Jury Coordination and Notes

Archive for January, 2017

The Pleasures of Oscar Season by Clayton Pickard, KIDS FIRST! Film Critic, age 17

Monday, January 30th, 2017

From December through February is the time of year I love best because there are so many substantial films out in theatres, be they Hollywood, Indie or Foreign films. This year especially has brought us so many terrific movies such as Manchester by the Sea, La La Land, Moonlight, Lion and 20th Century Women. All of these films have been nominated for Best Picture, except 20th Century Women, which was my favorite film of the year.

I was fascinated with all the catchy, get me up dance numbers in La La Land. I thought it captured the essence of the beginning of a relationship, when two people first fall in love. Lion is so emotionally harrowing, but captivating at the same time. Dev Patel portrays grown up Saroo so well and has justly been nominated for Best Supporting Actor for his role in it. Manchester by the Sea is a spectacular, but serious, family film that is very relatable because of its teen protagonist. This film is the flat-out truth about how horrible or exciting life can really be. It doesn’t pull any punches. It just tells an honest story about a dysfunctional family. 20th Century Women is a hip, pop and lock sort of punk rock movie that young teens will love. I am very surprised that it was not nominated for Best Picture.

Out of the nine Best Picture nominations, I have only seen three. I plan to see many more over the next few weeks before the Oscars. I meant to see Moonlight for the past two months, but the subject matter seems so intense. I also look forward to seeing Hidden Figures. The trailer makes it seem like an important feminist take on the moon landing. Everybody seems to love Arrival, but I usually don’t enjoy alien movies. This one sounds rather interesting, since it’s about a linguist trying to decipher the Alien language.

I have seen three out of the five films up for Best Animated Feature: Kubo and the Two Strings, The Red Turtle and Zootopia. The two that I haven’t seen are Moana and My Life as a Zucchini. My Life as a Zucchini is a great “title.” It’s the premiere film this year at the New York International Children’s Film Festival, so I will probably see it there. I believe Kubo is the most creative and enchanting film up for the award. Can’t wait to see who wins the Oscars for all of these. Until then, I’ll just keep judging and guessing.

Fences – Lives Up to its Award-winning Status! by Juanita Seon Leary

Sunday, January 1st, 2017

Fences_1.jpgFences is the story about an African-American father struggling with race relations in the United States while trying to raise his family in the 1950s and coming to terms with the events of his life. KIDS FIRST! juror Juanita Seon Leary comments, “Adapted from the stage play by August Wilson (who also writes the screenplay), it lives up to its award- winning status.” See her full review below.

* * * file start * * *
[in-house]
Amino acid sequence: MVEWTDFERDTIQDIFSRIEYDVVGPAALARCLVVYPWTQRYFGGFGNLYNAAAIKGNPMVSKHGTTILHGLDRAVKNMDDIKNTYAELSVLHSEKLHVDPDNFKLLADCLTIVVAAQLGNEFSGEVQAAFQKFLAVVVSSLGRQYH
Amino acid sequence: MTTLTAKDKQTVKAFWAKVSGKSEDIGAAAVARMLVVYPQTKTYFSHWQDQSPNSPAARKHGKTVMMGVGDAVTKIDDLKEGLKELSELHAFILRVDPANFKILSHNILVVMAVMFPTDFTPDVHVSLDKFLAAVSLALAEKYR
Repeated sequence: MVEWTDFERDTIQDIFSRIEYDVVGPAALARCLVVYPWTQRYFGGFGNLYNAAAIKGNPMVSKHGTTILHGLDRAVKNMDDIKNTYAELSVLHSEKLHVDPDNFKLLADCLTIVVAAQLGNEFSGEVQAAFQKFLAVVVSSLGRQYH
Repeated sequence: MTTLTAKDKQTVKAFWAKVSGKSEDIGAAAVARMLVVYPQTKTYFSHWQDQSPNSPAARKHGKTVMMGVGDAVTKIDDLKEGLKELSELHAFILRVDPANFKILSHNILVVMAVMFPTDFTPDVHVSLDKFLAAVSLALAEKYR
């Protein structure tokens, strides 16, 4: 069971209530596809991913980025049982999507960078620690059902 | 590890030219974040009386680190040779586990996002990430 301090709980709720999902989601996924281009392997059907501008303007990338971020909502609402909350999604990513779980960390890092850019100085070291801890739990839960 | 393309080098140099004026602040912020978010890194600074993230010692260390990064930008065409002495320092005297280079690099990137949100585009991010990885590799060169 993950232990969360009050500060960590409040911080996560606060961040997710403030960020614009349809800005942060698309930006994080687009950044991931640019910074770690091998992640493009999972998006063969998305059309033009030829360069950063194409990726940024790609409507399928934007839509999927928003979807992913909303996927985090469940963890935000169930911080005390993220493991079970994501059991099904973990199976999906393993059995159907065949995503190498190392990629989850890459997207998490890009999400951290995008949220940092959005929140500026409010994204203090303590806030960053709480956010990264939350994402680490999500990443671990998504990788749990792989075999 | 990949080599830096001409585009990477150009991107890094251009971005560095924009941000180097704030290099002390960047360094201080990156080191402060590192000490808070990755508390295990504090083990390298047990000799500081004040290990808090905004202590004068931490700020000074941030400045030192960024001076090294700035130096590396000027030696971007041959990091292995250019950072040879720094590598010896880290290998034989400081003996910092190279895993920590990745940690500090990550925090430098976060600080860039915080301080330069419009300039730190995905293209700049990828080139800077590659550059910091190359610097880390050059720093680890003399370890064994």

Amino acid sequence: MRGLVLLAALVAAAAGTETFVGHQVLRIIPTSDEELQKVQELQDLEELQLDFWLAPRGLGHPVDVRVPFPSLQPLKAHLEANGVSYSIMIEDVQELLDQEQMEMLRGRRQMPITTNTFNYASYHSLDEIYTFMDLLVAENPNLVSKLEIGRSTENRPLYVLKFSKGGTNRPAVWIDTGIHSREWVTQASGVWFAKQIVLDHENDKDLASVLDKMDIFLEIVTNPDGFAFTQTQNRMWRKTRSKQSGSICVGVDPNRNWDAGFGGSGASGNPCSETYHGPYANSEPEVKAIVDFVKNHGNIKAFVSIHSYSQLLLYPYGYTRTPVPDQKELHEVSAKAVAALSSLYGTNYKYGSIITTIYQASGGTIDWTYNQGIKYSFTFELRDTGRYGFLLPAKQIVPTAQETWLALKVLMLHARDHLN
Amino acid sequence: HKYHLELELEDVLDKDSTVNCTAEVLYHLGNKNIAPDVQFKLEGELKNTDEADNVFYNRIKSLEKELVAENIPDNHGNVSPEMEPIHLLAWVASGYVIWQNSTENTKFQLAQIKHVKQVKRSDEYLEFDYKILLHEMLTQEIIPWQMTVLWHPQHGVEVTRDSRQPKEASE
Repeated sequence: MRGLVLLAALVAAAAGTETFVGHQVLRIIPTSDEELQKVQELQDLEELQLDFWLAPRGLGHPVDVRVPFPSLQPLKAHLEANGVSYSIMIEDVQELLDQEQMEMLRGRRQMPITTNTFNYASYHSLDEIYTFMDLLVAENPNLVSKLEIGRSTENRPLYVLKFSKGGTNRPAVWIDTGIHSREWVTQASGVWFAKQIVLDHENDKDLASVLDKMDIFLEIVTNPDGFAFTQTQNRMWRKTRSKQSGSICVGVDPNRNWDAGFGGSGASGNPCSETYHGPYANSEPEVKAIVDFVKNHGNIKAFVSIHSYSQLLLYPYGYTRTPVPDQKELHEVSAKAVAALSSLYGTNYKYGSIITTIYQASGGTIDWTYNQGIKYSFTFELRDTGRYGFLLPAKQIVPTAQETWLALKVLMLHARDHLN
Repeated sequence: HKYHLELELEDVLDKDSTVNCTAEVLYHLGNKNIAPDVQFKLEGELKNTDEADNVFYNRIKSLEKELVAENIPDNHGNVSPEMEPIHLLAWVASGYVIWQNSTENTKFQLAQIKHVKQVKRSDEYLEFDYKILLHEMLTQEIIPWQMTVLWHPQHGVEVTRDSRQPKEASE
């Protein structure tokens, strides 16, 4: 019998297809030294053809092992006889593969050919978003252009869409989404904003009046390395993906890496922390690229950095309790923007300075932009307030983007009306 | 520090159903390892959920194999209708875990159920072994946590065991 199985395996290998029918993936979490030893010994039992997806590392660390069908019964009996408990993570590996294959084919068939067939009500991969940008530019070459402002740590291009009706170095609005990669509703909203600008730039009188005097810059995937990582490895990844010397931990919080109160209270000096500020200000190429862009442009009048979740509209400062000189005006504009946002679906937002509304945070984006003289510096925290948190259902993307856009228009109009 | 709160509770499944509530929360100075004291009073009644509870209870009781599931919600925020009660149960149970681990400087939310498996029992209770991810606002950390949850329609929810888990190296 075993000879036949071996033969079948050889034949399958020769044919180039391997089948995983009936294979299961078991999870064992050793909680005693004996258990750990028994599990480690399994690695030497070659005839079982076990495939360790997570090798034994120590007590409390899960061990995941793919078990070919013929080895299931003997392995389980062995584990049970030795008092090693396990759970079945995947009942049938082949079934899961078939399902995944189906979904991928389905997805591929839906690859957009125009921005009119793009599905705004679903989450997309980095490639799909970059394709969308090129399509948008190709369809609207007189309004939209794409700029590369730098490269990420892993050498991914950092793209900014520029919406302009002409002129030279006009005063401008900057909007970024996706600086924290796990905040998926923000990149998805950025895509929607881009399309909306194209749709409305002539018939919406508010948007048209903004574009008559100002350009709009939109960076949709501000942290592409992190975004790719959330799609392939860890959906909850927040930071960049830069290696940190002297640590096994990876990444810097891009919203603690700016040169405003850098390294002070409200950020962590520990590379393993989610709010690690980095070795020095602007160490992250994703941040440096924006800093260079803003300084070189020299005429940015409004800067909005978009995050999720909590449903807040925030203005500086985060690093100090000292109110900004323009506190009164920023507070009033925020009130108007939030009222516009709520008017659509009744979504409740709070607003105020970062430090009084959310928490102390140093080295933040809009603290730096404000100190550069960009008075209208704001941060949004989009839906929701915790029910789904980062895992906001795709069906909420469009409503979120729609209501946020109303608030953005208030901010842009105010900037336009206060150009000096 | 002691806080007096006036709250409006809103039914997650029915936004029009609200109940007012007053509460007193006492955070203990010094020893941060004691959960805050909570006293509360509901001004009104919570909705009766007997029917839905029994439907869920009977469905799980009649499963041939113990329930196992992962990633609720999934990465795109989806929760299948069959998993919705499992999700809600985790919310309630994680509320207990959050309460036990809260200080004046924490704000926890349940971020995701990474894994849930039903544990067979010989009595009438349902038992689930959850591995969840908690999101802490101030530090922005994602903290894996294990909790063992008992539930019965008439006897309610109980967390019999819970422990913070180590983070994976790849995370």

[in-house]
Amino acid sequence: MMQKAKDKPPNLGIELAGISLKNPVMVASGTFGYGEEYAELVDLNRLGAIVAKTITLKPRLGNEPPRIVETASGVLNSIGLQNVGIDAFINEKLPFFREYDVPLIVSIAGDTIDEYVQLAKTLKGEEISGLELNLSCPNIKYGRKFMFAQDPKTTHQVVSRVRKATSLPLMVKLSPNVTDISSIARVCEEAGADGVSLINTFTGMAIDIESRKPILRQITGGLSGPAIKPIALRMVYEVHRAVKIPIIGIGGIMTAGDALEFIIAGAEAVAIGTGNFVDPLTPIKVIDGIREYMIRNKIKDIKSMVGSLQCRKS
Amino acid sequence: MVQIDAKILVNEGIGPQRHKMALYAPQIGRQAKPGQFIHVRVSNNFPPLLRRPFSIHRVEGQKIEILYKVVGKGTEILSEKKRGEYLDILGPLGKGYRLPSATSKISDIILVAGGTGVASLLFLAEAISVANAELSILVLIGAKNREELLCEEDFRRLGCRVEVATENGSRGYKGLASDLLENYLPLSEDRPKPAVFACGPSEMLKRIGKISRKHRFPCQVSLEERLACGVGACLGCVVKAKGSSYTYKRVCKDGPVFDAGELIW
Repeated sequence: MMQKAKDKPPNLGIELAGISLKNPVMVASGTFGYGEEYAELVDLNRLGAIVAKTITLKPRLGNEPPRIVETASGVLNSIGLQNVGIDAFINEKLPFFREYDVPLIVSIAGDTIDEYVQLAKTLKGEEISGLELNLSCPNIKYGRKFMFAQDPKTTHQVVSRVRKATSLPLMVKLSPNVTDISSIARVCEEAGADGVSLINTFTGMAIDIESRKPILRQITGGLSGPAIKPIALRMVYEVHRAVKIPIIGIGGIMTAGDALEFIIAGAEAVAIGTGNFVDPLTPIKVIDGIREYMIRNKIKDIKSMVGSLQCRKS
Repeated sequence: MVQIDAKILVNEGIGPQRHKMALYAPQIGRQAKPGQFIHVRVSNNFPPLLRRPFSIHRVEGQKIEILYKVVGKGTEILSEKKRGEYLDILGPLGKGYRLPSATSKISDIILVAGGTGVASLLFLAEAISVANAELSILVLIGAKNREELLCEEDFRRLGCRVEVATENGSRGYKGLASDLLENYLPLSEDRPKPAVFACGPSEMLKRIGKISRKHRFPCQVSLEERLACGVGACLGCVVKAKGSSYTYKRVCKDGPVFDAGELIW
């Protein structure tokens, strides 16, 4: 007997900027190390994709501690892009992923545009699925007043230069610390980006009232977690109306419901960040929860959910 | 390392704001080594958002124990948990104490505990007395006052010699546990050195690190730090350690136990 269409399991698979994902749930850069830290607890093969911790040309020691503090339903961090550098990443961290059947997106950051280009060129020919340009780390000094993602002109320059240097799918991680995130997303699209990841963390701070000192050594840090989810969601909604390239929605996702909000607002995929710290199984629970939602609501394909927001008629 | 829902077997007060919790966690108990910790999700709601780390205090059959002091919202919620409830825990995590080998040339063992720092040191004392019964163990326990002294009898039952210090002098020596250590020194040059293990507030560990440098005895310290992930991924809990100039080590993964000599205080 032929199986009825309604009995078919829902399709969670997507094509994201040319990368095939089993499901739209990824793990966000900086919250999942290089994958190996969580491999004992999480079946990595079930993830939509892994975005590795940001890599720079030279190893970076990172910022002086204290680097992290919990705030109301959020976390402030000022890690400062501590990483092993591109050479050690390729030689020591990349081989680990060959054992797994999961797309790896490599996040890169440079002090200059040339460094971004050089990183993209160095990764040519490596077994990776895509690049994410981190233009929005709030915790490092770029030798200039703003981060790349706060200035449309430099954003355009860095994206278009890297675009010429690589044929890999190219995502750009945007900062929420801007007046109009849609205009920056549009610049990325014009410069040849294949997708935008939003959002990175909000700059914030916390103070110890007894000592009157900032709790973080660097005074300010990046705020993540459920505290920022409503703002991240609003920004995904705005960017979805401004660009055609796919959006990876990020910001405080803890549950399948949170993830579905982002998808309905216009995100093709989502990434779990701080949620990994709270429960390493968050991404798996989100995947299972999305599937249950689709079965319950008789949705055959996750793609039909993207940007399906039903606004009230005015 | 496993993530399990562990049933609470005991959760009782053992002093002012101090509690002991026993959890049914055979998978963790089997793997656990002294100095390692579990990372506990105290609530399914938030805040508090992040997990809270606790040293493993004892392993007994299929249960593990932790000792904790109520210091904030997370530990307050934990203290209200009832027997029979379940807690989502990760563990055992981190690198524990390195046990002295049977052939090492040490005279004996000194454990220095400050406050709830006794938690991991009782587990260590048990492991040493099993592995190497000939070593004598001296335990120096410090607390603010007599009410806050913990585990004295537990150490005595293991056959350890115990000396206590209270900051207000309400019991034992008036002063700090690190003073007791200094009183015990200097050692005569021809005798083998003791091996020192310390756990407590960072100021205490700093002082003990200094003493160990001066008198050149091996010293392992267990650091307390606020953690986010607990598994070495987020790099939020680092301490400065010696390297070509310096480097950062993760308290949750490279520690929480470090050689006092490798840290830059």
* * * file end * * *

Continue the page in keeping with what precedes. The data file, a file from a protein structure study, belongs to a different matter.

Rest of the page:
Fences,
By Juanita Seon Leary, KIDS FIRST! Adult Juror                       

I saw Fences as a play with James Earl Jones years ago and was very anxious and looking forward to seeing the filmed version. Adapted from the stage play by August Wilson (who also writes the screenplay), it lives up to its award- winning status. I am a fan of both Denzel Washington and Viola Davis who star in this film.

Throughout the film, we see life through the eyes of Troy (Denzel Washington) an African American man struggling with issues of race and economics and all the events of his life.  He lives with his family in Pittsburgh, Pennsylvania in the 1950s.

Fences opens with Troy and Bono (Steven Henderson) riding on the garbage truck. As they work, they talk about the inequality of their jobs.  Troy questions why “a black man cannot drive the truck”? He asks the question to his supervisor who is a white man and is facing possible firing. so it is thought. Troy and Bono arrive at Troy’s house and we begin to learn about a fence.  It is Friday and payday. We see Troy and Bono sharing a bottle of liquor.  Troy tells stories and his wife Rose (Viola Davis) sits on porch and interacts to keep Troy honest. We learn about Troy’s past, his excellent skills in baseball, time he served in jail and how he met Rose.

The film has excellent scenes that let us feel and see the streets of Pittsburgh. The main center of action is the backyard. There is a baseball on a string and Troy’s baseball bat.  Rose asks Troy to build her a fence. At one point, Bono speaks to Troy about fences.  “Fences are built to keep something or someone out or to keep something or someone in.” He lets Troy know that Rose wants to keep him and their son Cory (Jovan Adepo) inside.  In Fences, we see the relationship and interaction of a father with his sons. His older son, Lyons (Russell Hornsby) comes by on paydays to ask for a loan and his younger son Cory wants to play football to attend college. 

Fences is excellent and has many lessons and messages. Because of the language and suggestive references, I recommend it for ages 14 to 18 and believe that many adults will enjoy it also. I give it 5 out of 5 stars.  It opens on December 25, 2016 so be sure to check it out.

  

 

 

 

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